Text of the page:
We have devised a computer-assisted graphical method for correlating chemical analyses in suites of related igneous rocks. The method provides a direct and empirical means of sample identification using all of the reported chemistry. In a study of basalt of the Columbia River plateau, the method has been used for (1) checking field identifications of rocks, (2) spotting analytical errors in analyses of samples of known chemical type, (3) identifying repetitions of chemistry in thick stratigraphic sections, and (4) matching analyses of dikes to those of flows that the dikes may have fed.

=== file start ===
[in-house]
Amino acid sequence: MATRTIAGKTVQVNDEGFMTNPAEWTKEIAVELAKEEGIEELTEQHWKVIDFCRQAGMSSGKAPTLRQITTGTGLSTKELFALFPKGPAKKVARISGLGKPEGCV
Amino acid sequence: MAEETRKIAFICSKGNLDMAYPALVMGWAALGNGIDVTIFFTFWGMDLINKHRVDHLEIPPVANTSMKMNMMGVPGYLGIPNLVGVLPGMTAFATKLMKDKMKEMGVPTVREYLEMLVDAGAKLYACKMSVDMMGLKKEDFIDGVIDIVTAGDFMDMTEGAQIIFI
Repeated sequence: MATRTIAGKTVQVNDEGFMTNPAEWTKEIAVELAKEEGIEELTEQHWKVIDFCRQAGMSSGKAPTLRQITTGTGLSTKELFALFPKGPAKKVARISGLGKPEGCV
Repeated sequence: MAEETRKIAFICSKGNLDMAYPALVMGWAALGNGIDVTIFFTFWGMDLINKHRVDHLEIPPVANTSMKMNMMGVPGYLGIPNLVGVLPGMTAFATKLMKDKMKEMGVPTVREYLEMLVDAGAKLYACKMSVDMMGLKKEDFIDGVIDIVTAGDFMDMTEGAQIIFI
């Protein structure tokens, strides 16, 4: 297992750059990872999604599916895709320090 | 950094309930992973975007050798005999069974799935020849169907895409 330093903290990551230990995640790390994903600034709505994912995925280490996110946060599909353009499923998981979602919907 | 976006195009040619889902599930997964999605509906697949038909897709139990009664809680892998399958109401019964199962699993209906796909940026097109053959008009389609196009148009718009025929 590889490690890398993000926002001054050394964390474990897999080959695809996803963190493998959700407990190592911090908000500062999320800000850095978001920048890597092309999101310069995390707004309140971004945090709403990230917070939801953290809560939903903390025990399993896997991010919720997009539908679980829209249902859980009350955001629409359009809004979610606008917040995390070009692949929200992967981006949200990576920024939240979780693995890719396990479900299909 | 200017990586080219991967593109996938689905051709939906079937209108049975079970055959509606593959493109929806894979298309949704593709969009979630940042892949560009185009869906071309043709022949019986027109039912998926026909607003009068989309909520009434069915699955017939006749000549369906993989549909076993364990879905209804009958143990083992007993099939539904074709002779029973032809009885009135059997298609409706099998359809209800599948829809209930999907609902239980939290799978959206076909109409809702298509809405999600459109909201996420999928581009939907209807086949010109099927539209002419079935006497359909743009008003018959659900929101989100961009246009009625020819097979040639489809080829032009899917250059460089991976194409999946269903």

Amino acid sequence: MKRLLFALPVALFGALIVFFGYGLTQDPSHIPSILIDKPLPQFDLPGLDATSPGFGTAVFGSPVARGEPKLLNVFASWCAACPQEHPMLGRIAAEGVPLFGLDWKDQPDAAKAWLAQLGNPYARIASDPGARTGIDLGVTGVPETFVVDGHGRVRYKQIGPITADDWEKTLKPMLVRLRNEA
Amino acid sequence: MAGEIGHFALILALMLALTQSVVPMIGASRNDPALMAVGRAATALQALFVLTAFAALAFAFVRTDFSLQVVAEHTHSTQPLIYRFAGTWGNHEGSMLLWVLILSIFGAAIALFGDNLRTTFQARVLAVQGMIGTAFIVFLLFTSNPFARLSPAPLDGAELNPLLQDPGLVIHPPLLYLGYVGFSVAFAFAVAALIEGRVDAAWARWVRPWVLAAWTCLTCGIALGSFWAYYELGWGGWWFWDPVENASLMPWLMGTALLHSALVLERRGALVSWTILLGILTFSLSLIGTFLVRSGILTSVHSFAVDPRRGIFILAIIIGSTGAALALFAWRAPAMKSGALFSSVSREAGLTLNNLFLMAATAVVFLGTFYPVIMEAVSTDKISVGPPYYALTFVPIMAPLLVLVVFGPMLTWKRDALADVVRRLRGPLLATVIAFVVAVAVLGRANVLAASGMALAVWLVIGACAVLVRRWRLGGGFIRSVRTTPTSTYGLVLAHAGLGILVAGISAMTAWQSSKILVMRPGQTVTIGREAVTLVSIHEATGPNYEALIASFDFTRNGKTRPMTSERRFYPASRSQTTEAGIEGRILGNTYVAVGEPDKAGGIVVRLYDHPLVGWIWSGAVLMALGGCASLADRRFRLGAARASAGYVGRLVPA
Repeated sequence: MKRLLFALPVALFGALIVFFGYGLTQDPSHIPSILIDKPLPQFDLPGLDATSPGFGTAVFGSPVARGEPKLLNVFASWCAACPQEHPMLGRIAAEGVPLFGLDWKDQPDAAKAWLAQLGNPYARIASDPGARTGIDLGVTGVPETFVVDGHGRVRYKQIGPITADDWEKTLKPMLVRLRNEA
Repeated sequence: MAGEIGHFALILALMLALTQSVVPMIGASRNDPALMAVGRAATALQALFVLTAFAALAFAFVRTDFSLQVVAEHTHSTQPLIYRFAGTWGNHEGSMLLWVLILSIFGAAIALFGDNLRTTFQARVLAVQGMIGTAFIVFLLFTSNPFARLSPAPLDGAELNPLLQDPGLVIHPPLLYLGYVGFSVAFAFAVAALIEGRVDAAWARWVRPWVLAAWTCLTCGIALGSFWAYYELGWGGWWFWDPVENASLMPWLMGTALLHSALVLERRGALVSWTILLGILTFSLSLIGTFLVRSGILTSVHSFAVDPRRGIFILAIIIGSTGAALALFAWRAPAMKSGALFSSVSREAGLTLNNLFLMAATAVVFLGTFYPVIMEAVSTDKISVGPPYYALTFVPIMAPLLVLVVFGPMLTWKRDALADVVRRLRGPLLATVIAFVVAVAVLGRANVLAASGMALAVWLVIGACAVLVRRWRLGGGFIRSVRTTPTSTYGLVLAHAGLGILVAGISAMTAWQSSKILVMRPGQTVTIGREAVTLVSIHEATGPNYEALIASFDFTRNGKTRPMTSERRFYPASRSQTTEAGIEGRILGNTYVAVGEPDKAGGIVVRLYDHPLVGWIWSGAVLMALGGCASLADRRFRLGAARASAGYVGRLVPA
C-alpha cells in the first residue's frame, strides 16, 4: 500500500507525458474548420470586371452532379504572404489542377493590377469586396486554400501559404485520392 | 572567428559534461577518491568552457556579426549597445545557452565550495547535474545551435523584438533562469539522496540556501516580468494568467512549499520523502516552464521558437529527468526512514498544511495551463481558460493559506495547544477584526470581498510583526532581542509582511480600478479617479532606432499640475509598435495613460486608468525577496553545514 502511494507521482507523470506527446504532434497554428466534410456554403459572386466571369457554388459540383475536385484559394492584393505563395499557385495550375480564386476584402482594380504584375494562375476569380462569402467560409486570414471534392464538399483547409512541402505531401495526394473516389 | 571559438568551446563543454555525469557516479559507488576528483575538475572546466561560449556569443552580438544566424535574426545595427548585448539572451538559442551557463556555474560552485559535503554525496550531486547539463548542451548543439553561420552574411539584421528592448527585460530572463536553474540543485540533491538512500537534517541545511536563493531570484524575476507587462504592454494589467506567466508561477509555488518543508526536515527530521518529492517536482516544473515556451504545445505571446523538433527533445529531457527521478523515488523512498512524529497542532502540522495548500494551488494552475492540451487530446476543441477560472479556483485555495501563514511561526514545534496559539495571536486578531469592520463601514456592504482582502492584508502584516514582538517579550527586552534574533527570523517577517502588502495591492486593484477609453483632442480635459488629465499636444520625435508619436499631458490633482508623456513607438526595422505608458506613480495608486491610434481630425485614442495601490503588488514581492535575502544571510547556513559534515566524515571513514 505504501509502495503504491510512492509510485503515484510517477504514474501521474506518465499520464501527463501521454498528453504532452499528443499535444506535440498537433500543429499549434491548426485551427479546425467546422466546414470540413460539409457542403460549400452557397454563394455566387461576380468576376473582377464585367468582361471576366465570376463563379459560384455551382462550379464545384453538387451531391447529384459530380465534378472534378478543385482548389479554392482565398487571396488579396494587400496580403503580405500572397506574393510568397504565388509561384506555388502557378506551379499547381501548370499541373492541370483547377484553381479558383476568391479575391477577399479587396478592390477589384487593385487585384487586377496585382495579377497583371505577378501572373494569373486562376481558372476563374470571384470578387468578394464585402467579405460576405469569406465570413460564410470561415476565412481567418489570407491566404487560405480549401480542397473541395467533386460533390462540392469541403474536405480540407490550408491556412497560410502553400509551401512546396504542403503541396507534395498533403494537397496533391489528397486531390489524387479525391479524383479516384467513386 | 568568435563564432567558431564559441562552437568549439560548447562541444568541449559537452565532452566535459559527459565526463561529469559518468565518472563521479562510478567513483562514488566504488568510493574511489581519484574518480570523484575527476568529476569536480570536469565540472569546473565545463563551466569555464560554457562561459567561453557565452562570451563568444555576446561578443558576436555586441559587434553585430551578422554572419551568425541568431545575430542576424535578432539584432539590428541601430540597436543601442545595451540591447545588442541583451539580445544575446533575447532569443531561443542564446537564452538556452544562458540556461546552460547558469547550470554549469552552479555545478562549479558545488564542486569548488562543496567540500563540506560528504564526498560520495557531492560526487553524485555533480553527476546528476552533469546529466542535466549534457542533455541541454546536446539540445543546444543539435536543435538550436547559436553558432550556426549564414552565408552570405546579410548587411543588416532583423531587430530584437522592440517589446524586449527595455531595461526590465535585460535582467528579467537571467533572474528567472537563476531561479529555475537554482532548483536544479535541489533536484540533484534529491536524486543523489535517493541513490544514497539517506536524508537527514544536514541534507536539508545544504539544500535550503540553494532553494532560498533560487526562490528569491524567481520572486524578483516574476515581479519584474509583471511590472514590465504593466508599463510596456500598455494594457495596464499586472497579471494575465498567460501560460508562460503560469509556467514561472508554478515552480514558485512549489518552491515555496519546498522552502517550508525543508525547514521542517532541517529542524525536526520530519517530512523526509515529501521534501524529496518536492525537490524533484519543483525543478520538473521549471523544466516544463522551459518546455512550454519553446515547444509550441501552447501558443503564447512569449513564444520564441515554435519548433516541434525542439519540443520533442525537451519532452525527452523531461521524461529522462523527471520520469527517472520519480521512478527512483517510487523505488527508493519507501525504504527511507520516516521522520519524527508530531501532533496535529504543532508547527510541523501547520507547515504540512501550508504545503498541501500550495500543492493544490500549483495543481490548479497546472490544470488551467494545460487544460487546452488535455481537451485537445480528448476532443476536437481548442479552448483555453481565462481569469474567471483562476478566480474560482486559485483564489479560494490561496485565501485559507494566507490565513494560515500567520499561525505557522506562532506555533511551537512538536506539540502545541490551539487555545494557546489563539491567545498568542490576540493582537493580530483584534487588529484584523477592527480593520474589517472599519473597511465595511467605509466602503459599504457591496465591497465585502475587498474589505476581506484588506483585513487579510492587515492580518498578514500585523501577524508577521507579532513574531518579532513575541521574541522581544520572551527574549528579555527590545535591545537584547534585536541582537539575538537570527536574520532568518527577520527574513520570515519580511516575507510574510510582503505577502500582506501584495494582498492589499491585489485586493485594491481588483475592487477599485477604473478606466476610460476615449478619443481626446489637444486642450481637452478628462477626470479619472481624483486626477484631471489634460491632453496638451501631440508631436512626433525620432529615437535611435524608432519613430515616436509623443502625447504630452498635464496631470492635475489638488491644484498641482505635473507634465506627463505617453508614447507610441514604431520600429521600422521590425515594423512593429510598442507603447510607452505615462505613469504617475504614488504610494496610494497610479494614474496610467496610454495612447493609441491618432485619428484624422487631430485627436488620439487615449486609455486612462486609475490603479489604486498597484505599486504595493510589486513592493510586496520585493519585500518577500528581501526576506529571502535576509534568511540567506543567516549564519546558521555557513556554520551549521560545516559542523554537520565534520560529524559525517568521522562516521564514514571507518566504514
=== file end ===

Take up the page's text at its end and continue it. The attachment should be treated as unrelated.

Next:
Program OXVAR creates a set of oxide-oxide variation diagrams on a CALCOMP plotter; any oxide may be used as the base (for example, MgO, SiO2). For each oxide-oxide variation diagram, program CTSET creates the smallest convex polygon that encloses all the data points as well as a larger polygon that takes into account the error in determination of each data point. A set of nested polygons, one for each oxide, then represents a chemical type. Program CTYPE identifies unknown analyses by comparing them with all defined chemical types. If all the elements or oxides of an analysis plot within the defined polygons for a given chemical type, then an identification is printed. If at least one element of an analysis falls outside the set of polygons defined for each chemical type, then “unidentified” is printed, and qualitative information on the amount of deviation from the defined chemical types is given.